The modified Shellbot trojan is thought to have originated from a Romanian hacker collective.
Findings from the Special Ops team at United States cybersecurity company JASK reveal a modified version of trojan Shellbot has become increasingly prevalent since its debut in November last year.
The perpetrators, the company says, appear to be a Romanian hacker group known as Outlaw, a translation of the Romanian word “haiduc,” which also lends its name to one of the payloads the malware installs.
“The toolkit observed […] in use by the attacker contains three primary components: IRC (Internet Relay Chat) botware for Command and Control (C2), a revenue stream via Monero mining, and a popular scan and brute force tool, haiduc,” JASK confirmed.
The latest threat specifically targets users of devices running Linux. In mid-January, research from Palo Alto Networks found another Monero-mining malware targeting Linux users that had the ability to disable cloud-based security measures to avoid detection.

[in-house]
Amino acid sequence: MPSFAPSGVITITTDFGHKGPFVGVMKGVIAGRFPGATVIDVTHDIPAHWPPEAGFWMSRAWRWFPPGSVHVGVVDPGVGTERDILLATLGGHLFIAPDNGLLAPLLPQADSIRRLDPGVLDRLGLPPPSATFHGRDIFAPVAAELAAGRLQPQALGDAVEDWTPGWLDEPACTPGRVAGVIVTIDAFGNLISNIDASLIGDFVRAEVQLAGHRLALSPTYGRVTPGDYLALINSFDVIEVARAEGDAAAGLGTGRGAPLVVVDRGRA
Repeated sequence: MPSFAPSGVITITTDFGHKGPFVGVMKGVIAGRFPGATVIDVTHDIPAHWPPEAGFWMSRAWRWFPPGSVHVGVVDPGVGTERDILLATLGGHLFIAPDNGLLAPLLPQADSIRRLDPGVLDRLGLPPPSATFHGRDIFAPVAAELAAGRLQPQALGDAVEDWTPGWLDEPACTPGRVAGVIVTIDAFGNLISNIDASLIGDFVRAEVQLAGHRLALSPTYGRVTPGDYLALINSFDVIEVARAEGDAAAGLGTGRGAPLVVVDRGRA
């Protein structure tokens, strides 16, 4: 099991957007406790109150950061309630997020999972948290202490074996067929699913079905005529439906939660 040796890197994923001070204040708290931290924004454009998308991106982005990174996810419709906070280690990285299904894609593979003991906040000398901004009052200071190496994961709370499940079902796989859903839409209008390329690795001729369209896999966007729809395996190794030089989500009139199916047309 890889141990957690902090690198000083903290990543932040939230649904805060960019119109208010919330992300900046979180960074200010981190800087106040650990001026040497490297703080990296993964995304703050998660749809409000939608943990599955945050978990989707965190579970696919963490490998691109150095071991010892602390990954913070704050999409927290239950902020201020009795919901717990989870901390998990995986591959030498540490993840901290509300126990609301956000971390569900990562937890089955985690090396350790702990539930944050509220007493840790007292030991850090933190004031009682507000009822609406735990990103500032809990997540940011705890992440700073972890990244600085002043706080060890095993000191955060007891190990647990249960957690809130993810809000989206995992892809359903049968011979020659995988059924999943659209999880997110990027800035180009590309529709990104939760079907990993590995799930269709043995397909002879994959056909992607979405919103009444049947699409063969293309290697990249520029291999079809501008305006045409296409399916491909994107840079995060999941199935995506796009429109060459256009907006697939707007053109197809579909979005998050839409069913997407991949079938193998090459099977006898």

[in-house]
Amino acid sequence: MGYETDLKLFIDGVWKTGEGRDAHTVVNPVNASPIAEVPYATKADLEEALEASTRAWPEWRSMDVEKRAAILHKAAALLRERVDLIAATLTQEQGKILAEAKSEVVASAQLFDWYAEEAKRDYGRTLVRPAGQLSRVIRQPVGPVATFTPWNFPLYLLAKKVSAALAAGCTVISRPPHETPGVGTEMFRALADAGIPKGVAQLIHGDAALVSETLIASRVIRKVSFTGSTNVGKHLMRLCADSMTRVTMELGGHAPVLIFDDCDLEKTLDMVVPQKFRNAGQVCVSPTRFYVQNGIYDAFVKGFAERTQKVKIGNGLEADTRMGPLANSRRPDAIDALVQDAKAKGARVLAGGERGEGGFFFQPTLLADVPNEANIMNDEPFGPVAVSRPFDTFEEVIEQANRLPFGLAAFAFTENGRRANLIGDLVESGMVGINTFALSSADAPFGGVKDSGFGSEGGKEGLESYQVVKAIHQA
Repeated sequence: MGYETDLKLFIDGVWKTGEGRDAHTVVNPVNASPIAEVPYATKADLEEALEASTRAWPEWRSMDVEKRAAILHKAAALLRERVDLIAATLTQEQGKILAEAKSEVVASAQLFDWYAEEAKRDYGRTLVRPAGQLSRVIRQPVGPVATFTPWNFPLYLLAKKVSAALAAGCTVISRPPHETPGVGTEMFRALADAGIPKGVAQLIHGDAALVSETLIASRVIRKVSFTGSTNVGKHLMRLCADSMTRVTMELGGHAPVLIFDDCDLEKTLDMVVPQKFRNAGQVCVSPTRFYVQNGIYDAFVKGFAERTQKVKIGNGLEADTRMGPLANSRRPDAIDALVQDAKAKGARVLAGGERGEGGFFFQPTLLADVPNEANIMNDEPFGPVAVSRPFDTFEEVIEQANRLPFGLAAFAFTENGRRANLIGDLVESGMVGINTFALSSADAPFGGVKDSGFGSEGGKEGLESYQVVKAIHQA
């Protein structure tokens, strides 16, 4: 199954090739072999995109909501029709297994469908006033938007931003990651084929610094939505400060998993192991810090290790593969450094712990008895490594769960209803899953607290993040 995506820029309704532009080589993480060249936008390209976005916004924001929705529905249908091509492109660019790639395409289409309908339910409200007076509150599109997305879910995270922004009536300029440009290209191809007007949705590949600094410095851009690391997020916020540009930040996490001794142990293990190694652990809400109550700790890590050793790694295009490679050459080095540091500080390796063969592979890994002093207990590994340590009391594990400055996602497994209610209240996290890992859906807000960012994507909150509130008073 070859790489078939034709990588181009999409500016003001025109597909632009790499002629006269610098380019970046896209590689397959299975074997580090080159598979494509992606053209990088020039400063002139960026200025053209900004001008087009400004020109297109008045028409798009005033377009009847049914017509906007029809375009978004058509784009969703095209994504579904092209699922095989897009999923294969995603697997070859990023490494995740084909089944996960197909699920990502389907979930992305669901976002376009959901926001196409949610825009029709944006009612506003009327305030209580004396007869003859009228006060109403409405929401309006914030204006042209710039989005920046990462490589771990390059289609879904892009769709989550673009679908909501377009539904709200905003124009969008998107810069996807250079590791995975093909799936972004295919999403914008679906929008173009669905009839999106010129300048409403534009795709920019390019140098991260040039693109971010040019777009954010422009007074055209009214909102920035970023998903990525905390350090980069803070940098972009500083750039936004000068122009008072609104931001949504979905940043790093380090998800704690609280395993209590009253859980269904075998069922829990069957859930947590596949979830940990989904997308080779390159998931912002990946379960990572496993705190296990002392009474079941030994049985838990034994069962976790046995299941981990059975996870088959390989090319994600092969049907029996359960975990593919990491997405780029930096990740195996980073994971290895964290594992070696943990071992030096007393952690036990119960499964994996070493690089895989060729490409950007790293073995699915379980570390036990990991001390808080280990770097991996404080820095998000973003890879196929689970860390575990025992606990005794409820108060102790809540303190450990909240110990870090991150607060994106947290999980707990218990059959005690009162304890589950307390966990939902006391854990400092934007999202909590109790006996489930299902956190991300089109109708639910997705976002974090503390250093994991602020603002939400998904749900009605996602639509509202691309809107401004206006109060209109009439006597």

As Cointelegraph reported, so-called “cryptojacking attacks” — installing malware which secretly mines cryptocurrency on a victim’s device — have become considerably more widespread over the past year.
Malware detections shot up almost 500 percent in the first half of 2018, while a survey in August 2018 claimed that in the United Kingdom alone, over half of businesses had been affected by cryptojacking at some point.
This year, separate statistics suggested that around 4.4 percent of all XMR in circulation came from nefarious sources.